Predators & Small Game
There's no doubt Iowa is a top whitetail state. But its tag prices and availability hurt its grade.
Season Dates: Bow season opens Oct. 1 and runs until Nov. 30. It reopens from Dec. 17-Jan. 10. Shotgun season is offered in two segments: Dec. 1-5 and Dec. 8-16. Muzzleloader season runs Dec. 17-Jan. 10. There's also an early muzzleloader season Oct. 13-21.
The Grade: The howls of pain from Illinois receiving a B (and nearly a C) are still ringing from the treetops. We suspect Iowa's grade will begin those howls anew. But the facts are pretty simple here. The Antler Nation grading system attempts to break down the nation from the perspective of an every-day deer hunter. We are looking for places that have good populations of deer, tags we can afford and obtain on a fairly regular basis and, of course, a place to hunt.
Iowa is undoubtedly one of the top producers of trophy-class whitetails. It has an outstanding deer herd with terrific genetics and habitat, along with a human population and hunting regulations that allow bucks to reach maturity.
It's also among the most expensive states for non-resident licenses and one of the most difficult -- if not the most difficult -- states in which to draw a non-resident tag, particularly for bowhunters. And when you do get that tag, you won't find much public land available. There is some and it can be really good. But there's simply not much of it. Iowa ranks 49th out of all 50 states in terms of public land ownership.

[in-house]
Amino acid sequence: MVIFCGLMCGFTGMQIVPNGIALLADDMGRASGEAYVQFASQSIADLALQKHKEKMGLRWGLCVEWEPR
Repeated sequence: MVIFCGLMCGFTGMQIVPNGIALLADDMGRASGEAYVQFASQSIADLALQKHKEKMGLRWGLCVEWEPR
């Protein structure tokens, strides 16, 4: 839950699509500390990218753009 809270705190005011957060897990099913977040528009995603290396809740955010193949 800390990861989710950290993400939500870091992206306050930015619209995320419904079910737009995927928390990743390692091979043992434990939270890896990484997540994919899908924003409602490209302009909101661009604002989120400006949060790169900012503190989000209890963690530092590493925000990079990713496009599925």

On the one hand, Iowa's decision to limit the number of tags available is one of the reasons the state is so good. On the other, the system prices out a lot of people who would otherwise enjoy an opportunity to hunt there. A non-resident archery tag in Iowa costs $438. You'll also need a $112 hunting license and you must also buy a $13 habitat stamp. Total cost: $551. To draw a bow tag, however, you'll likely need at least two preference points and, in some units, you'll need three. A preference point costs $50 each year. Which ups the total for that license to as high as $701.
Iowa is worth the three-year wait in a lot of ways. But the price of tags, lack of public lands and the long wait between drawing tags must have an impact on this state's score. And it did -- probably less than it really should have.
Antler Nation Knowledge: Iowa has one of the nation's best venison donation programs. The Help Us Stop Hunger program allows hunters to donate venison that is used to feed families in need throughout Iowa. One dollar of most deer licenses sold goes towards funding the HUSH program.
Realtree’s Rack Report
Record B&C Typical
Taken by Wayne Bills in Hamilton County in 1974. Ranked No. 10 of all time.
Total B&C Typical Entries
Record B&C Non-Typical
Taken by Tony Lovstuen in Monroe County in 2003. Ranks No. 3 of all time.
Total B&C Non-Typical Entries
Est. Whitetail Population
No. Licenses Sold Annually
Deer to Hunter Ratio
Resident license and permit
A resident hunting license is $19 and a deer permit is $28.50 (same price for bow, gun or muzzleloader).
A non-resident hunting license is $112 and an any-deer permit is $446. A $13 habitat fee is also required.